On October 25 (after the premiere at Toronto), Andy Wachowski stated about critics “As soon as they encounter a piece of art they don’t fully understand the first time going through it, they think it’s the fault of the movie or the work of art. They think, ‘It’s a mess [ …] This doesn’t make any sense.’ And they reject it, just out of an almost knee-jerk response to some ambiguity or some gulf between what they expect they should be able to understand, and what they understand.”[27]

In the same interview, Lana Wachowski stated “People will try to will Cloud Atlas to be rejected. They will call it messy, or complicated, or undecided whether it’s trying to say something New Agey-profound or not. And we’re wrestling with the same things that Dickens and Hugo and David Mitchell and Herman Melville were wrestling with. We’re wrestling with those same ideas, and we’re just trying to do it in a more exciting context than conventionally you are allowed to. […] We don’t want to say, ‘We are making this to mean this.’ What we find is that the most interesting art is open to a spectrum of interpretation.”[27][56]

Now that’s vicious WTF-ery if I’ve ever seen it. I honestly can’t even imagine how a new self-published author would be received if they made grand remarks like this, comparing themselves to Dickens and Herman Melville, claiming they know the definition of true art and the critics are all wrong and all they want to do is hurt them.

I’m not saying that authors should start behaving badly like the directors of “Cloud Atlas.” Far from it, so please don’t misinterpret me. I’m only saying the directors of “Cloud Atlas” should start acting like adults, learn to take criticism like big boys and girls, and they should be held to the same standards as authors.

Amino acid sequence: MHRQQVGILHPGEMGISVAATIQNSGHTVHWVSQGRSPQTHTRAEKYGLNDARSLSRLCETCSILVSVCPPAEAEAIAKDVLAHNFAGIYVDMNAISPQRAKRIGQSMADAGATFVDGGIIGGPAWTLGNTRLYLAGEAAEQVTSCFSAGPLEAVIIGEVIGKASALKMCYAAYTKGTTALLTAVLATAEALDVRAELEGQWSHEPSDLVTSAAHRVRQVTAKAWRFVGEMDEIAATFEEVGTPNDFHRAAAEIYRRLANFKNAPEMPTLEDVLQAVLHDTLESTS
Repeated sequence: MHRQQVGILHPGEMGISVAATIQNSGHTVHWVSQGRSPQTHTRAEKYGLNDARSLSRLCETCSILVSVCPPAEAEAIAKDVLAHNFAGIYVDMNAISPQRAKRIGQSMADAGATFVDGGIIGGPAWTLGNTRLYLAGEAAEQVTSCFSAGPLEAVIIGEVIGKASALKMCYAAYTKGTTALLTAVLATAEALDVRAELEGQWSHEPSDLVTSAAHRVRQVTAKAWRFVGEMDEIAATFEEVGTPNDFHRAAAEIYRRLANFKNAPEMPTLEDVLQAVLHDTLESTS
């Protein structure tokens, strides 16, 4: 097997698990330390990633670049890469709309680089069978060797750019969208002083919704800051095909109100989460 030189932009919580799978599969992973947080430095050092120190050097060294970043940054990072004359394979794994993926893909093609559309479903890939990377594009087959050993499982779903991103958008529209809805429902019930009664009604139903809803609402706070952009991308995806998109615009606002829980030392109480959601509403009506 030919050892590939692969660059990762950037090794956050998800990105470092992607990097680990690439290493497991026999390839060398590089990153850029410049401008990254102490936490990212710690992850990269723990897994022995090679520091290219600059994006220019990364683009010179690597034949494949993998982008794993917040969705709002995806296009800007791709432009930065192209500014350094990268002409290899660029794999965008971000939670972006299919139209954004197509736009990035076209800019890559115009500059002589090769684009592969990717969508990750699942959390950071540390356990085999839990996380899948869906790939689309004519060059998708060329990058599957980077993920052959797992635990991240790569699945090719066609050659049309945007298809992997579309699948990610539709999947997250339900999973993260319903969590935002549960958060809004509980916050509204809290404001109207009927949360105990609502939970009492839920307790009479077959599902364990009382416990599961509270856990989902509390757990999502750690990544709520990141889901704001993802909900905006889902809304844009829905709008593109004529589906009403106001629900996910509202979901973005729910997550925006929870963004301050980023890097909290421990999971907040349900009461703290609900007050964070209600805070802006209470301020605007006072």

They’re getting paid a lot more than .99 an e-book every time someone buys a movie ticket.

Should Jim Sturgess Have Played "Yellowface" in "Cloud Atlas?"

When I first read about actor Jim Sturgess playing “yellowface” in the film, “Cloud Atlas,” I was reminded of something that happened my freshman year in college. I’d signed up for two theater electives, one was “The History of Film,” the other, “Theatrical Make Up.” I was very excited because both classes were being taught by a professor, Harvey Flaxman, who had important commercial credits as the writer and producer of the cult classic film, “Grizzly.”

In THoF class I was shocked to learn that old Hollywood used American or British actors to play all Asian parts in all films by making them up in “yellowface.” In the TMU class I learned how they did this in films. I won’t go into detail about this because I find it too insulting. And I have to admit that I was just as shocked to read recently that actor Jim Sturgess was playing a scene in yellowface in the film “Cloud Atlas.”

To be fair, there’s more to the story. “Cloud Atlas” is a film based on a novel by, David Mitchell, and it’s considered one of the most expensive, ambitious indie films ever produced. From what I gather, it’s a sci-fi genre film that covers various time periods, including scenes in the future. I also gather that Jim Sturgess plays multiple parts in the film and the yellowface scenes take place in a futuristic society. According to wiki:

The actors who were “made to appear Asian” play members of a new ethnicity in the future, referred to as the “pure breds,”[61] and were not necessarily supposed to resemble real Asian people.